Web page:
A mystical portrait of America’s backwaters

A mystical portrait of America’s backwaters

Rural divisions — Photographer Mark Power has spent nearly a decade documenting the seismic social and political changes in the country.

British photographer Mark Power has spent the last eight years roaming the backwaters of the United States. The decision was inspired by the American television he consumed as a child; particularly the US Westerns brought to life by the likes of John Wayne and Clint Eastwood, which were exported around the world from the ’60s onwards.

In his latest project, Good Morning America, Power presents the country as it is today, as well as the mysticism that still surrounds so much of its vast landscape. “It was never my initial intention, but slowly and inexorably I’m collecting pictures from all 50 States,” he explains. “And while the search for an ultimately fictitious America – born in the mind of an impressionable child during the ’60s – continues to underpin the work, the project has naturally shifted as I become more familiar with my subjects.”

The Good Morning America series – which will span five books – captures many of the more neglected towns across the country’s rust belt. Turning his lens onto the maligned communities of the Trump heartlands and documenting the seismic change the country has seen on both political and social fronts in the past decade, we see a side of America so often obscured from view.

USA. Washington. Touchet. 10th February 2019.

USA. Kentucky. Harlan. 10.12.2015.

Much of Power’s work seems to symbolise the position both America and Britain find themselves in. The decline of heavy industry and a more inward-looking and insular domestic agenda has left both nations, and the communities within them, fractured and at odds with one another. It’s a country divided more than ever before in my lifetime; in fact I’ve heard it said that it hasn’t been as bad as this since the Civil War,” says Power.

“That said, some of the kindest people I’ve met have been open supporters of Trump. Most people in Middle America are, of course, and that’s where I’ve spent the bulk of my time. Having visited the countless small towns it isn’t difficult to understand why Trump was elected in the first place, and the similarities with the current state of the UK are quite uncanny.”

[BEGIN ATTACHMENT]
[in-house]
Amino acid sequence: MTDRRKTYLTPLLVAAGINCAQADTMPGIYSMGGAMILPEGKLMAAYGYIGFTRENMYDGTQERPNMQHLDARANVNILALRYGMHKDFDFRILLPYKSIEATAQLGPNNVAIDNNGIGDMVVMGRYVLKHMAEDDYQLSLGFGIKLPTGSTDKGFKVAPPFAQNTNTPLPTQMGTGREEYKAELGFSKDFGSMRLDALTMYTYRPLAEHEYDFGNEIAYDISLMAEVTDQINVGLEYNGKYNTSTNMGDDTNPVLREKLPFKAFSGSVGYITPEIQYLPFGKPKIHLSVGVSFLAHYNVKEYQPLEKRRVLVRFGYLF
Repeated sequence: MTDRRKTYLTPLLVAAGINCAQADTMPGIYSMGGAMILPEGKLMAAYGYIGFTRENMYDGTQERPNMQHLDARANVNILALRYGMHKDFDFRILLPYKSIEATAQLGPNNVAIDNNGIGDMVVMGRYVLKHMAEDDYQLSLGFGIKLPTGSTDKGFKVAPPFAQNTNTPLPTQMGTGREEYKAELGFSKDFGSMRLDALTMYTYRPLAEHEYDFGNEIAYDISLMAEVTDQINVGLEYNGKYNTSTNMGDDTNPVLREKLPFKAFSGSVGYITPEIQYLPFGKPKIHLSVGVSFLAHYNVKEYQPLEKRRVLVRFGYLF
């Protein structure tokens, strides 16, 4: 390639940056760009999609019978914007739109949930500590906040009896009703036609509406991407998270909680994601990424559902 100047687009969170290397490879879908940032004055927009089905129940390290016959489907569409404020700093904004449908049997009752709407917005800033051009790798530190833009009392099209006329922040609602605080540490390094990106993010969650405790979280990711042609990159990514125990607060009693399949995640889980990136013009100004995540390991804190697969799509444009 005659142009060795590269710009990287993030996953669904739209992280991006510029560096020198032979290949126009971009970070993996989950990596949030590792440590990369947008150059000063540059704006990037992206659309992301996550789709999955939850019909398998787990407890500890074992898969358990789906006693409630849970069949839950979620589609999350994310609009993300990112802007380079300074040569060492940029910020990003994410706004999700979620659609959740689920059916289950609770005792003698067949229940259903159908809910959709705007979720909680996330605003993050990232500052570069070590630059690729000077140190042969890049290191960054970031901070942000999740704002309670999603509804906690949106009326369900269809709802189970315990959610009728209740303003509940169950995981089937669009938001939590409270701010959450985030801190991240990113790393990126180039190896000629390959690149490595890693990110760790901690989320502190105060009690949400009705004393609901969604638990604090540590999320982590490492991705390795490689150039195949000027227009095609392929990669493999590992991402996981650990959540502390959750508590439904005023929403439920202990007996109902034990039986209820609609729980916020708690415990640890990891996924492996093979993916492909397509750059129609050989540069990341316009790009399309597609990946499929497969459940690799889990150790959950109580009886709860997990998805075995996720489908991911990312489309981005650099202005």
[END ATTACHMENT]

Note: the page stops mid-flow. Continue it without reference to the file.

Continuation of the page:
While he’s happy to capture these rifts and tensions in the US, the prospect of doing the same in the UK is challenging. “I’ve been so upset by Brexit that I couldn’t deal with making work about it,” he adds. “I’d spent a few years, on and off, travelling around England during pre-Brexit days, and we published a book called Destroying the Laboratory for the Sake of the Experiment in the wake of the ‘Leave’ vote. It was enough for me then, but now I’m beginning to feel a little tired of travelling and I’d like my next project to be UK-based. We’ll see…”

USA. Arkansas. Little Rock. Car wash. October 8th 2016.

USA. Ohio. Cleveland. 16th November 2017.

USA. California. Santa Rosa. Coffey Park. ‘Journey’s End’ trailer park. Aftermath of the Tubbs fire, the most destructive wildfire in Californian history (in October 2017). 23rd January 2018.

USA. Florida. Broward County. Swap Shop drive-in movie theatre.
(From ‘Postcards From America’).

USA. Montana. Sidney. October 8th 2018.

USA. Arizona. Page. Horseshoe Bend. 11 March 2017.

USA. Texas. Pearsall. Fire in a former Elementary school. 14th January 2018.

Good Morning America runs at London’s Magnum Print Room until April 8, 2020. The first two volumes of the series are currently on sale.

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